• DTS.USA
    5.811
    -0.009
    -0.2%
  • NTI.USA
    2.860
    0.000
    0%
  • NTID.USA
    2.900
    0.060
    2.1%
  • NTIDL.USA
    2.000
    0.060
    3.1%
  • OTRI.USA
    8.180
    0.090
    1.1%
  • OTVI.USA
    12,818.890
    -172.860
    -1.3%
  • DTS.USA
    5.811
    -0.009
    -0.2%
  • NTI.USA
    2.860
    0.000
    0%
  • NTID.USA
    2.900
    0.060
    2.1%
  • NTIDL.USA
    2.000
    0.060
    3.1%
  • OTRI.USA
    8.180
    0.090
    1.1%
  • OTVI.USA
    12,818.890
    -172.860
    -1.3%
Inside SONARNewsSONAR Market UpdateTop Stories

SONAR sightings for May 25: Houston to Jacksonville, Florida, carrier update, more

The highlights from Wednesday’s SONAR reports are below. For more information on SONAR — the fastest freight-forecasting platform in the industry — or to request a demo, click here. Also, be sure to check out the latest SONAR update, TRAC — the freshest spot rate data in the industry.

Lane to watch: Houston to Jacksonville

Overview: Houston’s outbound rejection rate tops 8%.

Highlights:

  • Spot rates in this lane have been flat to slightly down over the past month with a relatively narrow range of reported rates averaging just above $2,600 all-in. 
  • Houston’s outbound rejection rate has hit its highest point in nearly a month with a value of 8.3%.
  • Jacksonville’s outbound tender rejection rate continues to climb higher, pushing over 13% after being at 9% two weeks ago. 

What does this mean for you?

Brokers:
 Keep an eye on this lane for increasing volatility as implied by the jump in the tender rejection rate. Jacksonville has become a relatively strong destination market, which should keep carriers’ interest steady in this lane. Use this to keep rates under control.   

Carriers: Prioritize coverage of this lane out of Houston as Jacksonville capacity has been tightening for two weeks. With the holiday approaching, things are not expected to improve. 

Shippers: Watch for service deterioration out of Houston this week. Expect to pay around $2,600 or higher all-in on the spot market if your contracted carriers are not available. 


Watch: Carrier update


Lane to watch: Des Moines, Iowa, to Cape Girardeau, Missouri

Overview: Des Moines records its second-highest spot rates for the month. 

Highlights:

  • The Des Moines outbound tender rejection rate is more than double the national average at 21.42%, indicating there are significant capacity constraints and inflated spot rates.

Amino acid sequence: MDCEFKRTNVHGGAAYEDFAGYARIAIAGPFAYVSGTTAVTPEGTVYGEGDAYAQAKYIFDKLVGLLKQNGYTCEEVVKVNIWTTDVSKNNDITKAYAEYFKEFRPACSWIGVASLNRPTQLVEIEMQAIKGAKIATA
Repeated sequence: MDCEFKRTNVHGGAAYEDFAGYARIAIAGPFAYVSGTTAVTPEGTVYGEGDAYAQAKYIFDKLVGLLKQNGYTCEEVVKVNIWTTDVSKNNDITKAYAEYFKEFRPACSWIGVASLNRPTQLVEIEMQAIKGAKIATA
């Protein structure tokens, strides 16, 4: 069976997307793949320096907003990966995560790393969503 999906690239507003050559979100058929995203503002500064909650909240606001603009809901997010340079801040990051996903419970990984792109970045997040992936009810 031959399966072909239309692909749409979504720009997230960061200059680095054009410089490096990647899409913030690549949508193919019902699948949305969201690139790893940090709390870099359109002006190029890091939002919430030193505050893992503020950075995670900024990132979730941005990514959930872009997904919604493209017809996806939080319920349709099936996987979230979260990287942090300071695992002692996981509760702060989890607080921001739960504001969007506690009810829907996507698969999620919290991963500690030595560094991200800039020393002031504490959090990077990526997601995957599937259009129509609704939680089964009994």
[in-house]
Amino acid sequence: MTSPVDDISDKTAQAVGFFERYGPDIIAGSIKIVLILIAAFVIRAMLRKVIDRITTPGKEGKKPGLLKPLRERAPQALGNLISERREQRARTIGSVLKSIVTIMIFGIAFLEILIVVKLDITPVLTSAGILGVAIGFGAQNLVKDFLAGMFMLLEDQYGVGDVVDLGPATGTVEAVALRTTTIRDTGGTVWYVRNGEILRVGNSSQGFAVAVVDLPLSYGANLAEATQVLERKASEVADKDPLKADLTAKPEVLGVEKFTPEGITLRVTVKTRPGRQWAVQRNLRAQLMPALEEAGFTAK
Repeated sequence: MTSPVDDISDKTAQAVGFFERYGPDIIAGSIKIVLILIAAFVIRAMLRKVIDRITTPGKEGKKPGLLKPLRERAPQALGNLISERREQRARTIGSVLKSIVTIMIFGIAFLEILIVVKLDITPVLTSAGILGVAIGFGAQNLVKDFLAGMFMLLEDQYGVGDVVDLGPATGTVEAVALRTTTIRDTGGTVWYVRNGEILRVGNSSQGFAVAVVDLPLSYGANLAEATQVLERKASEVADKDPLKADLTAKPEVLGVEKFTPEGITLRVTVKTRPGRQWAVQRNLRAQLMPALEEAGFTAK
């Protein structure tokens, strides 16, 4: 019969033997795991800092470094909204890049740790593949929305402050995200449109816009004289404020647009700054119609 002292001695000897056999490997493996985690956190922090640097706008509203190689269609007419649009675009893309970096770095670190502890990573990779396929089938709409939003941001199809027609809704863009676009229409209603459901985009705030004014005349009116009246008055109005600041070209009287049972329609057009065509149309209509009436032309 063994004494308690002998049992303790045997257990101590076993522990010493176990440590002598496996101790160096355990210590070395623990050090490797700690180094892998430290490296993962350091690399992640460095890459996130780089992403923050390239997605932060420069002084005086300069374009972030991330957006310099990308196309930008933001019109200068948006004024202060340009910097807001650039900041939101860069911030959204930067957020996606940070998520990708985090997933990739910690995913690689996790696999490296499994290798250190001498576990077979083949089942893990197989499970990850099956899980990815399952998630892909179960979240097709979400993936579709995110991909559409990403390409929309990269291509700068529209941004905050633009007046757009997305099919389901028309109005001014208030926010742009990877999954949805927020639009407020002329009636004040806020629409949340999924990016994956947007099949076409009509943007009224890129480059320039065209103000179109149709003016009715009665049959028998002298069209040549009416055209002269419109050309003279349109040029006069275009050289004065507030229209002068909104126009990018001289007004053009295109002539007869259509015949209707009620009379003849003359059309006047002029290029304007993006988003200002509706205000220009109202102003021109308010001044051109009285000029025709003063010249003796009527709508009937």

• Spot rates are up overall for the past 30 days but just under 30-day records at $3.38 per mile.
  • Cape Girardeau continues to be the market with volatility to rival that of a yo-yo. Swings of 10 basis points within a week have been all too common throughout May.

What does this mean for you?

Brokers: The volatility of Cape Girardeau makes for a risky challenge. Priority coverage on this lane is paramount as rates could spike, capacity could tighten further and coverage could become even more unreliable than it already is. An all-in rate of $1,527 should do well to secure a shipment with two and a half to three days of lead time. 

Carriers: Capacity in Des Moines is loosening, but outbound tender rejection volumes are still more than double the national average. Rates are inflated for this market and will continue to be throughout the peak of agricultural shipping season. Hold firm on rates, and put upward pressure on the spot market. 

Shippers: Outbound tender lead times to ship anything from Des Moines should be set at a minimum of three days. Capacity is tight out of Des Moines, making it difficult to cover loads at times. Knowing rates will be higher than average on this lane will affect the transportation spend, but utilizing other, more cost-effective lanes can help balance that out. 


Retail sales were updated last week and showed an increase of 0.9% for April. The upward movement on the surface seems like good news, but it is reported in millions of dollars. Ongoing inflation means that the rise in retail sales doesn’t necessarily mean more purchases or a robust consumer. Industrial production increased as well, up 1.1% for the month, and will continue to feed into flatbed volumes (although the rate of growth is easing). Tender rejections for flatbed trailers will continue to moderate but perform better than dry van and reefer in the coming weeks. Housing starts eased 0.2% for the month, but the other measures such as units under construction were up 24.1% y/y, and units authorized but not started were up 18% y/y, indicating that there are still many units to be built as new activity eases. There was likely a pull-forward in starts earlier this year to get ahead of the expected rise in mortgage rates. Starts will likely moderate and ease in the coming months. 

Durable goods orders, personal consumption expenditures and initial jobless claims will be updated in the coming week. New orders will signal what level of production is down the line. However, shippers and producers of durable goods will be in a difficult position as consumers continue to shift to spending on services, and inventory costs are still elevated. Having the right inventory on hand will be paramount for protecting profitability. If producers are caught off guard, it can lead to a decline in job openings and a more rapid shift in consumer behavior going into the latter half of the year. 

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